The various satellite events that orbit the South Beach Wine & Food Festival increase each year. By "satellite event" I mean relatively small gatherings sponsored by food-and-beverage related companies that sometimes invitation only for media and sponsors, and other times open to the public. These happenings are not directly related to the SoBeWFF, but rather provide a little extra food, drink, and fun for Festival-goers -- and a chance for companies to promote and network. Yesterday morning, at Bâoli Vita in South Beach, notable Boston chefs Ken Oringer and Jamie Bissonnette put out a "Mexican Hangover Brunch" that, so far in this early going, has been the festival highlight for me.
Firstly, Bâoli's patio setting is tough to beat for a relaxed and breezy brunch. There were quite a few chefs on hand as well -- David Burke seemed to be enjoying his food quite a bit, and Daniel Holzman of The Meatball Shop was digging in too. "We invited a lot of our friends," said Oringer. "Luckily they didn't wander in too late."
Secondly, the Vida Tequila-based cocktails were peerless, from a grapefruit margarita to a goji berry margarita to a tequila bloody mary to a tasty Tecate michelada. They were so delicious and were so effective in putting my mind at ease that I neglected to take photos of any of them. Anyway, they looked all right, but they tasted better.
But what made this a really great shindig was the food -- best Mexican brunch I've ever had in America. Or maybe anywhere.
Oringer taking a quick break.
Ken Oringer and Jamie Bissonnette each manned their stations and cooked the food. Oringer is a James Beard Award winning chef with six Boston restaurants (including Clio, Uni, and -- relevant to this brunch -- the heralded Mexican La Verdad, which was tabbed "Best Mexican Food in the U.S." by Bon Apetit magazine); plus a new eatery in Kennebunkport, Maine. Bissonnette is partner with Oringer in Boston's Coppa and Toro restaurants, is a recent winner of Food Network's "Chopped" series, and also nabbed Food & Wine magazine's first ever "Best New Chef: People's Choice" award in 2011. Plus he could give RIchard Hales a run for his money for most tattooed chef.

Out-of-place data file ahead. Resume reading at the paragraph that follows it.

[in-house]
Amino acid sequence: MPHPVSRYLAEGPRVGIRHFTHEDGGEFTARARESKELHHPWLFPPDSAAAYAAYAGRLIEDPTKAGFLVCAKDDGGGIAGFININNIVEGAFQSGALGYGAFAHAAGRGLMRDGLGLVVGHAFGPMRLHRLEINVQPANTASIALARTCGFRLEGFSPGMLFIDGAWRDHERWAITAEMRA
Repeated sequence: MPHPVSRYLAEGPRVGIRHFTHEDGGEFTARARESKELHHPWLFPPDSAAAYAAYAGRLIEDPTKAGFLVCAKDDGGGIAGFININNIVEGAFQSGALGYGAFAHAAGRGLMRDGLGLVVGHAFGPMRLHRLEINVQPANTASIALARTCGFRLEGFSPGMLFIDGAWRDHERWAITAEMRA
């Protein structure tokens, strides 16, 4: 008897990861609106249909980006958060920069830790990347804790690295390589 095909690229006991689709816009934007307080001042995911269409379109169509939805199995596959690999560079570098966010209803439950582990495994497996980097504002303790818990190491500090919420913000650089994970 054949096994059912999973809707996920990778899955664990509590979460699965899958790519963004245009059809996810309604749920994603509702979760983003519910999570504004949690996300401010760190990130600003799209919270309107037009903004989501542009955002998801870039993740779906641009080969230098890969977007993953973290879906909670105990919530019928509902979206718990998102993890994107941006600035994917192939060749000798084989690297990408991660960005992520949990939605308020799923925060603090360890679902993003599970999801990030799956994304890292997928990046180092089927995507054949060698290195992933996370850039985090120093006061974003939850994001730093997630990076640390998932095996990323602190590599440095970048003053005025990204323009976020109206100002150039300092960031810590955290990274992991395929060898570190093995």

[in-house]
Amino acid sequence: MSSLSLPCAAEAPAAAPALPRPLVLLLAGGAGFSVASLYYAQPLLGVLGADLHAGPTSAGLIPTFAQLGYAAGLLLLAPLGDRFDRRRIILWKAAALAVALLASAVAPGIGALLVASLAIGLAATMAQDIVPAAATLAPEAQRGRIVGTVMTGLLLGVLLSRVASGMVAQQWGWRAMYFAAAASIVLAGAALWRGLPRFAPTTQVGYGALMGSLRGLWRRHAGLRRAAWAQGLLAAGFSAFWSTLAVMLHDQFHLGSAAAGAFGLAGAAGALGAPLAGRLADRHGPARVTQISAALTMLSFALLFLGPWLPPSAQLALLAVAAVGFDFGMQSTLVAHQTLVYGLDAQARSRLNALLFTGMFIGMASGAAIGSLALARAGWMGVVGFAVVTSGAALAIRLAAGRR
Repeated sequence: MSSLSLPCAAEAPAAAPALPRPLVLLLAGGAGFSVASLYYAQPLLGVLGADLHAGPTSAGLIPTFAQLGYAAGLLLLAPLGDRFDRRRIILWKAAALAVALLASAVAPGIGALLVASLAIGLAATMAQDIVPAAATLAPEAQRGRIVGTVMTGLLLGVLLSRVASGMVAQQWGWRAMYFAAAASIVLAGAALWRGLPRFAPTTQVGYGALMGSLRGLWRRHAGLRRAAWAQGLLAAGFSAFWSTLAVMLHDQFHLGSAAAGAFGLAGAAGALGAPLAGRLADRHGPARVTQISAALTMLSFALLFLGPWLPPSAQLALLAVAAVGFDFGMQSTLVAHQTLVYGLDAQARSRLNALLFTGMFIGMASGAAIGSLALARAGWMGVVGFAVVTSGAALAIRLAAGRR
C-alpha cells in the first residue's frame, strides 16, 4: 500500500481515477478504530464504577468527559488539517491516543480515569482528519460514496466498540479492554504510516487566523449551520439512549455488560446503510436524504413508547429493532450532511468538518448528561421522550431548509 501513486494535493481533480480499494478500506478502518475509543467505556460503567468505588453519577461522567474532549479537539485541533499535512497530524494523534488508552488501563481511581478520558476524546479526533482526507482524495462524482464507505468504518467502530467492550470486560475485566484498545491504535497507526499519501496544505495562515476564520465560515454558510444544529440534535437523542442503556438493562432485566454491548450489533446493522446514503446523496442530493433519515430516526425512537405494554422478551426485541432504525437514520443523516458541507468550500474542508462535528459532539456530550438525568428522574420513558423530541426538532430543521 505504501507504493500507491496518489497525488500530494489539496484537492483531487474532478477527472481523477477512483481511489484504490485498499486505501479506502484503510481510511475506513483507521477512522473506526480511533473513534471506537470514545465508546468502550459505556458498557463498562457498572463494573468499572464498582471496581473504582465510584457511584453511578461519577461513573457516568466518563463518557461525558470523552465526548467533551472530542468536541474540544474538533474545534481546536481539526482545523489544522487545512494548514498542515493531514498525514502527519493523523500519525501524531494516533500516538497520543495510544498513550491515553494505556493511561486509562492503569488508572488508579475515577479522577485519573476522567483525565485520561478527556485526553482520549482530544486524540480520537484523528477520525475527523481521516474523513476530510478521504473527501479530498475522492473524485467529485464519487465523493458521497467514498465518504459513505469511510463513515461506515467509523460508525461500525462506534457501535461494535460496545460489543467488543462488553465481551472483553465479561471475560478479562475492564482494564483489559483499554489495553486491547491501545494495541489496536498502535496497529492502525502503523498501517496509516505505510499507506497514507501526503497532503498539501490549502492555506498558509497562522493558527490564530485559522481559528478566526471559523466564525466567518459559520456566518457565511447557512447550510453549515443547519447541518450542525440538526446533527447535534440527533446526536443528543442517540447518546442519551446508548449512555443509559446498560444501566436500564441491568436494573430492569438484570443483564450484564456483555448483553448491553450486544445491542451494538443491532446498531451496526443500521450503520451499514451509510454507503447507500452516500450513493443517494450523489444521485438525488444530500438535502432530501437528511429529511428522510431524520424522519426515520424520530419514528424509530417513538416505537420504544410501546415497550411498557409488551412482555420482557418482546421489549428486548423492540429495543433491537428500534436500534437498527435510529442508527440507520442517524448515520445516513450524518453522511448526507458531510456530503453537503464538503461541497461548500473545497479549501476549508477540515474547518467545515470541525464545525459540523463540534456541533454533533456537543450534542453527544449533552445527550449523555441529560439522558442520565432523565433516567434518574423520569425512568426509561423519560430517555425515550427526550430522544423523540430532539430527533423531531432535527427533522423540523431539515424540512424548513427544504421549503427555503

Bissonnette was cooking up and plating huevos rancheros and amazingly good chilaquiles. "This is too easy," said Jamie, who seemed to be enjoying his time in the sun. When I asked what else he'd be doing this weekend, he replied "jet skiing."
About 20 feet away, Oringer was putting out chorizo, potato, and scrambled eggs in soft tortillas. He told me about his Mexican place "right next to Fenway Park," and noted that "Mexican food is like my favorite food in the world." I didn't bug him much because he was busy cooking.
Bissonnette busy with chilaquiles.
Hot bowls of menudo were scrumptious, as were maiz asado con queso (roasted corn on the cob with cheese). Every single dish was cooked to order, hot, fresh, and really delectable. The Bâoli wait staff did a great job serving drinks, clearing dishes and so forth. It was a purely pleasurable affair, which these sorts of things don't always turn out to be.
Thanks to Bâoli, Vida Tequila, and those two damn good Boston chefs. Hey guys: when it comes to opening a place down here, we're ready whenever you are.
A small part of the Bâoli patio.
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Eggs, sausage, potatoes, in tortilla.